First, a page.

This paper was first presented at the American Council for an Energy Efficient Economy’s (ACEEE’s) 2016 Summer Study on Energy Efficiency in Buildings. It was presented as part of the ‘Resilient, Sustainable Communities’ panel that examined how energy analysis at the community scale can contribute to better decisions about urban infrastructure and communities. The 2016 Summer Study was the 19th biennial ACEEE conference on Energy Efficiency in Buildings, bringing together a diverse group of professionals from around the world to discuss actions to reduce energy use and the climate impacts associated with buildings.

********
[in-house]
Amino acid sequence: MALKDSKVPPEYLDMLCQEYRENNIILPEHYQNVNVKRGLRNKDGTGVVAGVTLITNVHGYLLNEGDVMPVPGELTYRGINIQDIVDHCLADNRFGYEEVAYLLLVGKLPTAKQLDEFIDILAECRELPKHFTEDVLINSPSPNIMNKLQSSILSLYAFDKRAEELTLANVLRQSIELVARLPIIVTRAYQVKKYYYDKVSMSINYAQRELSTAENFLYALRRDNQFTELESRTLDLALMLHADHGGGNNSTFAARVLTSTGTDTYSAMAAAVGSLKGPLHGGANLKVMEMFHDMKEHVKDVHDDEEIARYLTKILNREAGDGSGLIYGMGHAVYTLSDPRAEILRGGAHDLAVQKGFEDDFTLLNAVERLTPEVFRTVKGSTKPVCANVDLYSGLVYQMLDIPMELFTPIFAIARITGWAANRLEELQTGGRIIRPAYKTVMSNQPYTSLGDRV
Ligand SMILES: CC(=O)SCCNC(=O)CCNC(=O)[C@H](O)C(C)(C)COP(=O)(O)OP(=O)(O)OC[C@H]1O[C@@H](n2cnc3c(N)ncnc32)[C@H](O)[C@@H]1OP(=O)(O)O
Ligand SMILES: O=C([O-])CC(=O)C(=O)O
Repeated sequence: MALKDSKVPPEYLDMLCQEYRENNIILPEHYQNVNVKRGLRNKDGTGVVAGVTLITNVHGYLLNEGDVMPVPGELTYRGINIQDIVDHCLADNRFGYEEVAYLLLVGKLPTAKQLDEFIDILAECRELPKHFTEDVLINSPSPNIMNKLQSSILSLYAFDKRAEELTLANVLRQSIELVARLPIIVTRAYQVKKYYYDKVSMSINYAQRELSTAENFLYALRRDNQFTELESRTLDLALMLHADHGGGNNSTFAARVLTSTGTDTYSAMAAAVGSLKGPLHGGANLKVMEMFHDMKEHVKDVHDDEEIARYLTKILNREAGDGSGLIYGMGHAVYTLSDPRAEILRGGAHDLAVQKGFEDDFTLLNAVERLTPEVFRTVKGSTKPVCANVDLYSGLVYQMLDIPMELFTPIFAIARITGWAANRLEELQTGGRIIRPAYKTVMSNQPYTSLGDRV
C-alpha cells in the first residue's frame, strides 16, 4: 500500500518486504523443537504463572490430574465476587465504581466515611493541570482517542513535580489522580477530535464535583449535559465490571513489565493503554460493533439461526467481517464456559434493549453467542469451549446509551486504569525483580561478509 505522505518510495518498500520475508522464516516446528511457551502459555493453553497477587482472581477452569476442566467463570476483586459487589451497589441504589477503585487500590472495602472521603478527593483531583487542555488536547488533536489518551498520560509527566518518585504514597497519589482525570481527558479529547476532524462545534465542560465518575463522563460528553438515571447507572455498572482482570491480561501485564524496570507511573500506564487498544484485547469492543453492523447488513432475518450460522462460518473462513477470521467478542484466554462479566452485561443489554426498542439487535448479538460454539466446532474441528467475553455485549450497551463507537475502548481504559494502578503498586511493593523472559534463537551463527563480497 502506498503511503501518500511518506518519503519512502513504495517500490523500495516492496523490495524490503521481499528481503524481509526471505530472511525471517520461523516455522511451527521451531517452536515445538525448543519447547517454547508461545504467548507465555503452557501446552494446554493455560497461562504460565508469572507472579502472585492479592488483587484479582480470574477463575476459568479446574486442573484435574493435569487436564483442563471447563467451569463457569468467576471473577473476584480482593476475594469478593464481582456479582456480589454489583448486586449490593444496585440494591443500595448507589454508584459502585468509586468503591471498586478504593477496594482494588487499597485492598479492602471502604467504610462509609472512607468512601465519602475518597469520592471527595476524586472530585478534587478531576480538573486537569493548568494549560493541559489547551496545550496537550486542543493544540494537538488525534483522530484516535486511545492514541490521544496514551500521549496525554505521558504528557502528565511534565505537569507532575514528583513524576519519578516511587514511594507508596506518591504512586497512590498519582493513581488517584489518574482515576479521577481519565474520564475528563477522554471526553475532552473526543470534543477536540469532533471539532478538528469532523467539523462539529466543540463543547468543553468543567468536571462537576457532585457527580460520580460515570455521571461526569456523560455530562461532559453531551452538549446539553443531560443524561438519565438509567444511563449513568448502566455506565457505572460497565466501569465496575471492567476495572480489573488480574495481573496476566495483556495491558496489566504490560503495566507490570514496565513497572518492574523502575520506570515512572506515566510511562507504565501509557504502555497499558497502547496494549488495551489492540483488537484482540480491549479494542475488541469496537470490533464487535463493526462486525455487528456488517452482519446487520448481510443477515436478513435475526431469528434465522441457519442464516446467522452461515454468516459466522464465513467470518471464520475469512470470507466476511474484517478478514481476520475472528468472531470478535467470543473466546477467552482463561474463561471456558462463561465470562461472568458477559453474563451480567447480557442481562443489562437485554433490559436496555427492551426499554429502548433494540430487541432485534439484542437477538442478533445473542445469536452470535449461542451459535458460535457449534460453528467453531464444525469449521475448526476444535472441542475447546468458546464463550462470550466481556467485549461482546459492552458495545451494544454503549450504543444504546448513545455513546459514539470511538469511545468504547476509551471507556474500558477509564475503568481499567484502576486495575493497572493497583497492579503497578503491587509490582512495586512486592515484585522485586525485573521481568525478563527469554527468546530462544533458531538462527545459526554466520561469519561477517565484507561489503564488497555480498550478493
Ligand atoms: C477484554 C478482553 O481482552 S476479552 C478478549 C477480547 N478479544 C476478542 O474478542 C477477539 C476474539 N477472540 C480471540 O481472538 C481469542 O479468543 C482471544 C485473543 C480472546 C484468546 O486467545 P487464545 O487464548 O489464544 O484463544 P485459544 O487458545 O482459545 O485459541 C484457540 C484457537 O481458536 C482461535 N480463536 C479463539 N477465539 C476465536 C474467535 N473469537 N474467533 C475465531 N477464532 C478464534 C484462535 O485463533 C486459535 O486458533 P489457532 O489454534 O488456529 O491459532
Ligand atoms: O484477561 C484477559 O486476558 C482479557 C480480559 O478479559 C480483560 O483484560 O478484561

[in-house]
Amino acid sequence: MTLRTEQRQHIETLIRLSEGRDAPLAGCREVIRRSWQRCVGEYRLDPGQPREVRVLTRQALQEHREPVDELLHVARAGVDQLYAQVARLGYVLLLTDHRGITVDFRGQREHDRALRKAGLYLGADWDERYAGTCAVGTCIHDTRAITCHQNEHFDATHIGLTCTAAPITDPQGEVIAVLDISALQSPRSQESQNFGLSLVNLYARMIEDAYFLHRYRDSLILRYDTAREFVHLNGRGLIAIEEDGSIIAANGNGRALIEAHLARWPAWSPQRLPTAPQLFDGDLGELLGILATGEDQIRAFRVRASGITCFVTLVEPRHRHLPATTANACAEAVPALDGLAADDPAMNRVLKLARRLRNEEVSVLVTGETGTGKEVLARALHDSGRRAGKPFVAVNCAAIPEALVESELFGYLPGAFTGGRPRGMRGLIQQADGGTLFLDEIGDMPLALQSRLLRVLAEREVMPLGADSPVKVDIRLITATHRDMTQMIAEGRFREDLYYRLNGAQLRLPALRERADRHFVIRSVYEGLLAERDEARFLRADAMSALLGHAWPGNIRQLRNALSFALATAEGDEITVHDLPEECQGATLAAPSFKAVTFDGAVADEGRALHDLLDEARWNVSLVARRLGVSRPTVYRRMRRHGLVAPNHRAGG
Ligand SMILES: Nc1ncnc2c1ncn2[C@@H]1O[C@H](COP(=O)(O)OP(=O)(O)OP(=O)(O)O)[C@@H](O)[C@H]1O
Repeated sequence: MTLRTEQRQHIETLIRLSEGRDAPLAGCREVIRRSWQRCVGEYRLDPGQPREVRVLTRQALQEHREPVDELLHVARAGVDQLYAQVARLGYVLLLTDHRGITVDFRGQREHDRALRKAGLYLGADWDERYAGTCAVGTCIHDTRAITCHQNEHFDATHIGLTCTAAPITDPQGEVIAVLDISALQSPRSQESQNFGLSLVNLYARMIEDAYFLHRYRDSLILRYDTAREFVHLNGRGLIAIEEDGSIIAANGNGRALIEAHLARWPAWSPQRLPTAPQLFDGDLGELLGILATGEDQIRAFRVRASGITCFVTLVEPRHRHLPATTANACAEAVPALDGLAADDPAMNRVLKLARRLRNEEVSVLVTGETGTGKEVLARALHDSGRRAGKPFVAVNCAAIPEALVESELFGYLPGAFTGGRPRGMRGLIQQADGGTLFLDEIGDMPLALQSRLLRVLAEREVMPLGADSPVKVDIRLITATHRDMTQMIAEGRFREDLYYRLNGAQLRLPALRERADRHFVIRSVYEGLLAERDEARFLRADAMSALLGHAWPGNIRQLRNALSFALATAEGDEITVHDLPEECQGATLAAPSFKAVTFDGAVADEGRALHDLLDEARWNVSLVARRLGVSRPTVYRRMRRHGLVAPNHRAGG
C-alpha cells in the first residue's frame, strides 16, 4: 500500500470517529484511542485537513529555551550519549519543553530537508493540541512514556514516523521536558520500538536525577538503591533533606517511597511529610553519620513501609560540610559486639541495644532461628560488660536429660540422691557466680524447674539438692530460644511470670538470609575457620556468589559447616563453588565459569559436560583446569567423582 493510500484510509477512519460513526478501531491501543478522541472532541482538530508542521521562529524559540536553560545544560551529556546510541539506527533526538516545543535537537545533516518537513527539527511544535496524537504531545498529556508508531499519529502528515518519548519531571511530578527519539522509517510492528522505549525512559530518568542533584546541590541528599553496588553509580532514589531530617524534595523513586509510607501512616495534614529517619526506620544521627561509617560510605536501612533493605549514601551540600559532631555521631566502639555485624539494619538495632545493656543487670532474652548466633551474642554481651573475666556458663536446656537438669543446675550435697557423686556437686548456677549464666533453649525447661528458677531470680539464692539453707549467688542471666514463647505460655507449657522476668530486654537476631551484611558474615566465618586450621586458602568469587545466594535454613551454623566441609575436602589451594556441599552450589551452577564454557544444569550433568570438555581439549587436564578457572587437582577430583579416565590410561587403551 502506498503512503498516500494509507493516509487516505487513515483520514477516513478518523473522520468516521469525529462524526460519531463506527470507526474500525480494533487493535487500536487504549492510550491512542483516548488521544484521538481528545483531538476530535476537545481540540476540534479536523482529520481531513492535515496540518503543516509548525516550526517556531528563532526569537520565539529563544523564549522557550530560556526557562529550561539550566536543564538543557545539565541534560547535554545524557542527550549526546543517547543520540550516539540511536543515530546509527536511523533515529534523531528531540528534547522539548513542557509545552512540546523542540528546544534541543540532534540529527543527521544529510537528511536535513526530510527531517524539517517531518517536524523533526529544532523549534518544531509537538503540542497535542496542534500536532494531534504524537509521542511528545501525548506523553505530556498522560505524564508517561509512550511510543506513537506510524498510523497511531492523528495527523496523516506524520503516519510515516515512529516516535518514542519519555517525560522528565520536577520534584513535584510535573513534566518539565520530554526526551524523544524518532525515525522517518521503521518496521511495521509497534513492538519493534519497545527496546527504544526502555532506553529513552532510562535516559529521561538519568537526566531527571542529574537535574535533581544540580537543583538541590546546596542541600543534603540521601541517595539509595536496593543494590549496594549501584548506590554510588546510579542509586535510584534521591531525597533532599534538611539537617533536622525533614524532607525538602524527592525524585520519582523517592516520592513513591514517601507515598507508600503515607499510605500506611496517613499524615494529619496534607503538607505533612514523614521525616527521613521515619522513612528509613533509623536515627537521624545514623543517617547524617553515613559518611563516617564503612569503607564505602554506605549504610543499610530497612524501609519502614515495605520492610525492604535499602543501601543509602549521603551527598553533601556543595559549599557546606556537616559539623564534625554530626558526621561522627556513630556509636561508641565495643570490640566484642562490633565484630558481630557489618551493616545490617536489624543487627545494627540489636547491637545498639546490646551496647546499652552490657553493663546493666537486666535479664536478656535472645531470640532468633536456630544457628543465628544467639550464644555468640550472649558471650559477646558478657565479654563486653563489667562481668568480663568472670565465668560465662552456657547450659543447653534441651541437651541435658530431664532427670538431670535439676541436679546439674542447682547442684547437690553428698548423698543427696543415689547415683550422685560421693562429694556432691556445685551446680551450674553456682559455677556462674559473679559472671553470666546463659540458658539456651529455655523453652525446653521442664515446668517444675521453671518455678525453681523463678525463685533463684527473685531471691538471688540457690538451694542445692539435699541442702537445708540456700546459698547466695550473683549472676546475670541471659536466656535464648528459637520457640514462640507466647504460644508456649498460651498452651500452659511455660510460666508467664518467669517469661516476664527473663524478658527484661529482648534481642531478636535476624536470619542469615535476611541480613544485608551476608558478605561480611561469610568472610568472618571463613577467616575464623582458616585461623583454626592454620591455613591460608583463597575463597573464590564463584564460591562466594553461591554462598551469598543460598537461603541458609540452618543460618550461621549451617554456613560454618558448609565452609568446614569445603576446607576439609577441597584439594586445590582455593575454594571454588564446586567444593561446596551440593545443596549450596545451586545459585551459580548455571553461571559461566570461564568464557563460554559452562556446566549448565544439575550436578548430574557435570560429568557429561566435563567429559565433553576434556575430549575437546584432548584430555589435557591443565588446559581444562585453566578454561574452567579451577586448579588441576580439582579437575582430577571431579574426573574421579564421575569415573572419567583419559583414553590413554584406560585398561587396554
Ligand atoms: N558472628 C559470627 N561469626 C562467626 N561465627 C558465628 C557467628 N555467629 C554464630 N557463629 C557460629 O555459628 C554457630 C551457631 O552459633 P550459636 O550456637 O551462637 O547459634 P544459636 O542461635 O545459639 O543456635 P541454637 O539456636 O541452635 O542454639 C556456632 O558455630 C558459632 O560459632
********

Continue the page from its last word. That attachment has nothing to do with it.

Across the US, there is a significant shortage of safe, healthy, energy efficient and affordable housing options for low-income residents. Many families face two mutually reinforcing problems: lack of affordable housing and lack of quality housing. Furthermore, many of the government programs intended to alleviate energy and housing burdens are siloed, fragmented and increasingly cash-strapped. Pairing weatherization and energy efficiency programs with healthy homes interventions can amplify non-energy benefits of these investments, effectively address social determinants of health, and generate greater returns on investments. The opportunity to increase non-energy benefits is particularly strong in multifamily housing facilities. At the individual level, occupants of multifamily homes experience improvements in health, comfort, and financial stability. Building owners see lower operation and maintenance costs, increased asset values, and decreased vacancy. Benefits also accrue at the community level in terms of both immediate improvements in environmental quality and the economic benefits related to job creation. Through a review of the literature from 2000–2015, this paper identifies and explores how home-based energy efficiency and health interventions can confer positive economic, health and environmental non-energy benefits at the individual and community level, thereby leading to significant savings while improving the quality of life and resiliency of low income households. The paper closes with policy recommendations that leverage the Clean Power Plan and the Patient Protection and Affordable Care Act (ACA) to unlock the broader savings of non-energy benefits that arise from smart energy efficient investments.